The clinical anatomy of high take-off coronary arteries

Loukas M, Andall RG, Khan AZ, Patel K, Muresian H, Spicer DE, Tubbs RS.The clinical anatomy of high take-off coronary arteries.Clin Anat. 2016 Apr;29(3):408-19. doi: 10.1002/ca.22664.

ABSTRACT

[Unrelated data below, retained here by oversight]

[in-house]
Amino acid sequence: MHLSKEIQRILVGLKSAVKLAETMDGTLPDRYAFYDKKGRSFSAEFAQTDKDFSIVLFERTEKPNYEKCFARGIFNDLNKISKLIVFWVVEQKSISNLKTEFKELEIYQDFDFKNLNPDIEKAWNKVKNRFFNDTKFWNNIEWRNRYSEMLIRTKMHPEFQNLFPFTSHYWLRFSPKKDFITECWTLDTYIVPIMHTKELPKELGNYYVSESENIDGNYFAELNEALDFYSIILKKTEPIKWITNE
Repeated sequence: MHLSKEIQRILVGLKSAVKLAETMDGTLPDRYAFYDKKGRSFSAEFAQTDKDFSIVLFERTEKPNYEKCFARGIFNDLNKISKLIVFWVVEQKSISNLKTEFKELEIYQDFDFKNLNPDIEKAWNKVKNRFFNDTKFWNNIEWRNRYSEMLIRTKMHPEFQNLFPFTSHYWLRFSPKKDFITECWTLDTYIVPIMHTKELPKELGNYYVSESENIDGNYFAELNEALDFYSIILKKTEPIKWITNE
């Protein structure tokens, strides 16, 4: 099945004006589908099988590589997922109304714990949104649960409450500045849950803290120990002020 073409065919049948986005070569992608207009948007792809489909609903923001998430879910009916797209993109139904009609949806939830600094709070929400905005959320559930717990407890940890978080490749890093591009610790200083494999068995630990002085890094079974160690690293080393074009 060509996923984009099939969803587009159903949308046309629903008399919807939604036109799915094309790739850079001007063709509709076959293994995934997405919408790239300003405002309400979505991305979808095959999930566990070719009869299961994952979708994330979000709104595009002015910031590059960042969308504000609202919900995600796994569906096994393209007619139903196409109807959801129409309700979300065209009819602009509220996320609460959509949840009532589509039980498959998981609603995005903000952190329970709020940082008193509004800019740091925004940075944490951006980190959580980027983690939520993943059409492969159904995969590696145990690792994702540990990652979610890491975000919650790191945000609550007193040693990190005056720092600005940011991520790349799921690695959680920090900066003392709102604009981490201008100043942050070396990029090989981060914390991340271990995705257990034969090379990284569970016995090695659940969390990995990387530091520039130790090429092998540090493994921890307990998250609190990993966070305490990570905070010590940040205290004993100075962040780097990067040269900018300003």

A number of criteria are used in the literature to describe high take-off coronary arteries, which can in part, explain the divide in the literature on the pathological significance of this anomaly. This study presents the anatomical variations of high take-off coronary arteries to draw attention to the possible clinical implications they may cause during angiography and other surgical procedures. The English Literature was searched to review high take-off coronary arteries. A high take-off coronary artery arising at least 1 cm in adults or 20% the depth of the sinus in children above the sinutubular junction, is considered of greater clinical relevance and was included in our meta-analysis. High take-off coronaries by other criteria was also included as part of the comprehensive review. Exclusion criteria were reports made in case studies or case reviews. The prevalence of high take-off coronary arteries in our study was 26 of 12,899 (0.202%). High take-off coronary arteries were found to originate up to 5 cm above the sinutubular junction. Right coronary arteries made up 84.46% of high take-off coronary arteries reported in the literature. Three (0.023%) cases that originated more than one centimeter above the sinutubular junction was associated with sudden cardiac death. This is a higher reported association than in studies that used other criteria for classification. It is important for clinicians to recognize the importance of correctly diagnosing high take-off coronary arteries in patients with coexisting cardiac morbidities so that suitable management plans can be developed.